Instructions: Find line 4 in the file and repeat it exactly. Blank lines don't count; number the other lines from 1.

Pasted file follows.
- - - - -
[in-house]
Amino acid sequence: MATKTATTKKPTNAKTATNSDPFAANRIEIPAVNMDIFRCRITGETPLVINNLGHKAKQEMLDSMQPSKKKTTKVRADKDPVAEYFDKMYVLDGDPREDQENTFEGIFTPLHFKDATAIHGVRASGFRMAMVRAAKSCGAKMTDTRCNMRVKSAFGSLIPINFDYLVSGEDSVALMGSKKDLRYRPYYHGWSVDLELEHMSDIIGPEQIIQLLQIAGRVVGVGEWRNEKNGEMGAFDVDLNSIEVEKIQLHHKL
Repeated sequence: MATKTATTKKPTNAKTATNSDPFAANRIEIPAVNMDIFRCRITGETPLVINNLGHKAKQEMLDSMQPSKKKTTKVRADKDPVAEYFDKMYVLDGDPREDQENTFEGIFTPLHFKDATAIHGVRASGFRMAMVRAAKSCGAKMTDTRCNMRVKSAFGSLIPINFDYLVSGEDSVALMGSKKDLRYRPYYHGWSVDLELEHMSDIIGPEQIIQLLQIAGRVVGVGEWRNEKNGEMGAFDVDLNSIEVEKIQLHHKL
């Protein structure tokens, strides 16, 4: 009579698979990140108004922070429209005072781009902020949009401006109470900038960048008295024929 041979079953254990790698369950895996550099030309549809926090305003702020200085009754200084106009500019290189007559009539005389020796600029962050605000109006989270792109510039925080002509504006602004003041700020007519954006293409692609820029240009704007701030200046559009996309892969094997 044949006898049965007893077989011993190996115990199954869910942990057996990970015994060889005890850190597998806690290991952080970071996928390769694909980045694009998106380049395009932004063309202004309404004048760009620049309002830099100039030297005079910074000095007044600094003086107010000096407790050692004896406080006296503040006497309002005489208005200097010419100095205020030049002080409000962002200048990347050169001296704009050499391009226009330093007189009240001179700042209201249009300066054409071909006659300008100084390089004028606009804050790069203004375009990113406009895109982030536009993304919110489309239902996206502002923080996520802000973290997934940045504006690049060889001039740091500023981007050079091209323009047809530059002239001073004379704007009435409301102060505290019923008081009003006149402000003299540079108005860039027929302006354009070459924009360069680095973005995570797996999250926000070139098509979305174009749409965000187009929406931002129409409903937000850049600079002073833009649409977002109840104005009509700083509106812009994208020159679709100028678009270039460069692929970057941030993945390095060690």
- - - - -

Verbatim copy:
């Protein structure tokens, strides 16, 4: 009579698979990140108004922070429209005072781009902020949009401006109470900038960048008295024929 041979079953254990790698369950895996550099030309549809926090305003702020200085009754200084106009500019290189007559009539005389020796600029962050605000109006989270792109510039925080002509504006602004003041700020007519954006293409692609820029240009704007701030200046559009996309892969094997 044949006898049965007893077989011993190996115990199954869910942990057996990970015994060889005890850190597998806690290991952080970071996928390769694909980045694009998106380049395009932004063309202004309404004048760009620049309002830099100039030297005079910074000095007044600094003086107010000096407790050692004896406080006296503040006497309002005489208005200097010419100095205020030049002080409000962002200048990347050169001296704009050499391009226009330093007189009240001179700042209201249009300066054409071909006659300008100084390089004028606009804050790069203004375009990113406009895109982030536009993304919110489309239902996206502002923080996520802000973290997934940045504006690049060889001039740091500023981007050079091209323009047809530059002239001073004379704007009435409301102060505290019923008081009003006149402000003299540079108005860039027929302006354009070459924009360069680095973005995570797996999250926000070139098509979305174009749409965000187009929406931002129409409903937000850049600079002073833009649409977002109840104005009509700083509106812009994208020159679709100028678009270039460069692929970057941030993945390095060690």